By the ASIAN AMERICAN JOURNALISTS ASSOCIATION BOARD OF DIRECTORS
The Asian American Journalists Association (AAJA) condemns the latest incidents of anti-Asian violence across the country and calls on newsrooms to accurately cover such events. These attacks are a part of a disturbing trend of harassment and violence targeting the Asian American and Pacific Islander (AAPI) community, exacerbated by xenophobia and discrimination stemming from the coronavirus pandemic. This violence includes AAPI journalists facing race-related harassment while doing their jobs.
In the past few weeks alone, there has been a notable number of violent crimes targeting our most vulnerable, elderly Asian Americans, including the following:
In San Francisco, an 84-year-old Thai American died from injuries when he was pushed to the sidewalk.
In San Jose, CA, a 64-year old Vietnamese American woman was robbed of $1,000 in cash which she had just withdrawn for Lunar New Year.
In New York, a 61-year old Filipino American was slashed in the face during a subway confrontation.
In Oakland’s Chinatown, a 91-year-old man was shoved to the ground by an assailant who is believed to have shoved two other elderly Asians to the ground. These attacks in Oakland are part of more than 20 robberies and assaults reported to Chinatown community leaders ahead of the Lunar New Year.
In addition, more than a dozen Asian-owned businesses in Portland were recently vandalized.
Across the United States, there were almost 1,800 racist incidents against Asian Americans in the period between March and May 2020, according to a report issued by the United Nations. Approximately 32% of Americans, and 60% of Asian Americans have witnessed blaming Asians for the coronavirus, according to a Center for Public Integrity/IPSOS poll.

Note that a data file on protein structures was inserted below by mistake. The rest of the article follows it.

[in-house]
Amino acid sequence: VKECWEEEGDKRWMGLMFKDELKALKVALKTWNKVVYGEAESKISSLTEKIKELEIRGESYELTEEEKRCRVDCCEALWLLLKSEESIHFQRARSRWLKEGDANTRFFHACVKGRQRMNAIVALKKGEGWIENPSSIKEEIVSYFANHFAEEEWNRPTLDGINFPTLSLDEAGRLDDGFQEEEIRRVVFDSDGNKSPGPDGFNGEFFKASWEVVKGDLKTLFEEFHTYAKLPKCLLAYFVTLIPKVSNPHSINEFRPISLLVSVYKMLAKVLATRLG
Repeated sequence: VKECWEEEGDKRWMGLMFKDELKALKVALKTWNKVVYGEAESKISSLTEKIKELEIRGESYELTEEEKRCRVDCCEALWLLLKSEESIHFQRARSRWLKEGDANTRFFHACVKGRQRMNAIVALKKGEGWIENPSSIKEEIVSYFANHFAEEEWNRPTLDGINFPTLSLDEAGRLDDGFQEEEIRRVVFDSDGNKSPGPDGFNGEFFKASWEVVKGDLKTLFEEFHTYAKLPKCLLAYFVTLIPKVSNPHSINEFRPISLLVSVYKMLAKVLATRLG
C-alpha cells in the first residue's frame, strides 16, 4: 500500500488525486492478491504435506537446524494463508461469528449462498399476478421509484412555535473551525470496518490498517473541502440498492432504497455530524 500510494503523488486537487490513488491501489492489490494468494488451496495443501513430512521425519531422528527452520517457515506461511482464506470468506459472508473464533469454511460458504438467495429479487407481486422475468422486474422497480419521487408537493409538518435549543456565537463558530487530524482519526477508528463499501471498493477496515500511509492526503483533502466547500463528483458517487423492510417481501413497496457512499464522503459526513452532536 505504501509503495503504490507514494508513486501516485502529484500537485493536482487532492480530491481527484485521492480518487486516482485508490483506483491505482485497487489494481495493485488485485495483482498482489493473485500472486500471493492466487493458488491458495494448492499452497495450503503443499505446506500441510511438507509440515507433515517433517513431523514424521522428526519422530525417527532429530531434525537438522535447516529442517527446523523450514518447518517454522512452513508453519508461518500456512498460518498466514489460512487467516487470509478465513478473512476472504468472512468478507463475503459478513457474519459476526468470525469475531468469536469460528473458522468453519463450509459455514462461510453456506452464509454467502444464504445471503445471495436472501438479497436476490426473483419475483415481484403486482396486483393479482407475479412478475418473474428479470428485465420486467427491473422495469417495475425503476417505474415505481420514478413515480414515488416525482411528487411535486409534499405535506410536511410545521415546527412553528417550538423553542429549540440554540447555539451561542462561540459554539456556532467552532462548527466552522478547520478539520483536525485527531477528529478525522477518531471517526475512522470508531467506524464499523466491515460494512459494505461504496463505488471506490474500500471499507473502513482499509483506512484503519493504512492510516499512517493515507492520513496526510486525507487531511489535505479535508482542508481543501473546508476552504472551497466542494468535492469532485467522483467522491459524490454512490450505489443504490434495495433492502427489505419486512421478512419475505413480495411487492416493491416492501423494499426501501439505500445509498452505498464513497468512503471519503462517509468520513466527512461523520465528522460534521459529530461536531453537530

AAJA calls on national and local media outlets to prioritize coverage of this ongoing violence against AAPIs, and to empower their journalists to report on these incidents immediately, accurately and comprehensively.
AAJA applauds newsrooms that have consistently reported on increased anti-Asian discrimination stemming from the coronavirus pandemic. We know that news coverage shapes attitudes toward the AAPI community and that public awareness galvanizes positive change.
We also urge newsrooms to highlight the expertise and insight of AAPI leaders, including those who are featured in AAJA Studio, our speakers bureau. Journalists can reach AAPI leaders with expertise in civil rights, race and racial justice. These experts can speak about the history of hate crimes against Asian Americans, and importantly, also have local expertise and community relationships in many local communities.
Resources for those who have experienced harassment and violence:
Stand Against Hatred, incident reporting center by Asian Americans Advancing Justice
Stop AAPI Hate, incident reporting center managed by Asian Pacific Planning and Policy Council, Chinese for Affirmative Action and the Asian American Studies Department of San Francisco State University
Mental health and counseling resource for coping with anti-Asian racism and Covid-19, by Harvard University
In the coming weeks, AAJA will work to convene conversations around the impact of anti-Asian violence on our communities, and the state of media coverage of these issues.
>>> Tips for covering Asia and Asian Americans from AAJA
>>> Other reporting resources from the Asian American Journalists Association